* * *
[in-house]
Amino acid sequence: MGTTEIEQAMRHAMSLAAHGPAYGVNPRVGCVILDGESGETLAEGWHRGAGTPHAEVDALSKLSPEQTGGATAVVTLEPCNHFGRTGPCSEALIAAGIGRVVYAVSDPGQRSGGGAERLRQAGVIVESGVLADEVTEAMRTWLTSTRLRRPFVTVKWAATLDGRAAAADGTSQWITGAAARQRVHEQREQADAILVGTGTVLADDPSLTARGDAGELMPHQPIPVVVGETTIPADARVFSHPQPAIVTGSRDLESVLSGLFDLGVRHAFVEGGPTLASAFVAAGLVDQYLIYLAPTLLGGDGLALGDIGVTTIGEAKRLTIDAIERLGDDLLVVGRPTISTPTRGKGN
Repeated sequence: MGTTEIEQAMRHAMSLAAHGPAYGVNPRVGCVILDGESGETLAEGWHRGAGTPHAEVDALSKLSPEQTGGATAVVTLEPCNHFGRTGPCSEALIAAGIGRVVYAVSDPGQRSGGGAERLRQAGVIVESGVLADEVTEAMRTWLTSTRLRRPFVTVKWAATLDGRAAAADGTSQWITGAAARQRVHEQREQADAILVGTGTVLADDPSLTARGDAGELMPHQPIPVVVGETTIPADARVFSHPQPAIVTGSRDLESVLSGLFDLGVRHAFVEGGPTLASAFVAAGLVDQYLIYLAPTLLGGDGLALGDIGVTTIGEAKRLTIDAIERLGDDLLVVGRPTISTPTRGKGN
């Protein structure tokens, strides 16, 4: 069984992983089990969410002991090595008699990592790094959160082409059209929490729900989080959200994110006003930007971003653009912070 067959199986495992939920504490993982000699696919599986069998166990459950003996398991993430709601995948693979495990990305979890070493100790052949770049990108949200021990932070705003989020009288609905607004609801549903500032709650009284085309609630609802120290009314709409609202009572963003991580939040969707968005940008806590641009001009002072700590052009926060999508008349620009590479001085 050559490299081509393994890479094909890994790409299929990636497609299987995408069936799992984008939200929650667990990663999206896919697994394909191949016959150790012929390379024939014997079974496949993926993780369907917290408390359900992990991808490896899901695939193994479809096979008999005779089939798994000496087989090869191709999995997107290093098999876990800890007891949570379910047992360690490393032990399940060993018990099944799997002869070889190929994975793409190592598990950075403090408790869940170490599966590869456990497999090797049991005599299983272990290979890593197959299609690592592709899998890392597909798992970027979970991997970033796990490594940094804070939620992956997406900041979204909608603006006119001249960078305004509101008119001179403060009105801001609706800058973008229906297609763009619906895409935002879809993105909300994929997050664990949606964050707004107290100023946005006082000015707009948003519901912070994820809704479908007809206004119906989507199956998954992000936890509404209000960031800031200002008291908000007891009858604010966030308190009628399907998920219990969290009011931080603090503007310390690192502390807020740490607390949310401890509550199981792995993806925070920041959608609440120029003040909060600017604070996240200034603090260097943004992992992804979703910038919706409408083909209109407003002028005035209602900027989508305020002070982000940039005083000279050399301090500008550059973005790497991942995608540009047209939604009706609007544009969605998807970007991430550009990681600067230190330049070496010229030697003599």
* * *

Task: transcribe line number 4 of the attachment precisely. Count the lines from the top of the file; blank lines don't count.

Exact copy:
């Protein structure tokens, strides 16, 4: 069984992983089990969410002991090595008699990592790094959160082409059209929490729900989080959200994110006003930007971003653009912070 067959199986495992939920504490993982000699696919599986069998166990459950003996398991993430709601995948693979495990990305979890070493100790052949770049990108949200021990932070705003989020009288609905607004609801549903500032709650009284085309609630609802120290009314709409609202009572963003991580939040969707968005940008806590641009001009002072700590052009926060999508008349620009590479001085 050559490299081509393994890479094909890994790409299929990636497609299987995408069936799992984008939200929650667990990663999206896919697994394909191949016959150790012929390379024939014997079974496949993926993780369907917290408390359900992990991808490896899901695939193994479809096979008999005779089939798994000496087989090869191709999995997107290093098999876990800890007891949570379910047992360690490393032990399940060993018990099944799997002869070889190929994975793409190592598990950075403090408790869940170490599966590869456990497999090797049991005599299983272990290979890593197959299609690592592709899998890392597909798992970027979970991997970033796990490594940094804070939620992956997406900041979204909608603006006119001249960078305004509101008119001179403060009105801001609706800058973008229906297609763009619906895409935002879809993105909300994929997050664990949606964050707004107290100023946005006082000015707009948003519901912070994820809704479908007809206004119906989507199956998954992000936890509404209000960031800031200002008291908000007891009858604010966030308190009628399907998920219990969290009011931080603090503007310390690192502390807020740490607390949310401890509550199981792995993806925070920041959608609440120029003040909060600017604070996240200034603090260097943004992992992804979703910038919706409408083909209109407003002028005035209602900027989508305020002070982000940039005083000279050399301090500008550059973005790497991942995608540009047209939604009706609007544009969605998807970007991430550009990681600067230190330049070496010229030697003599």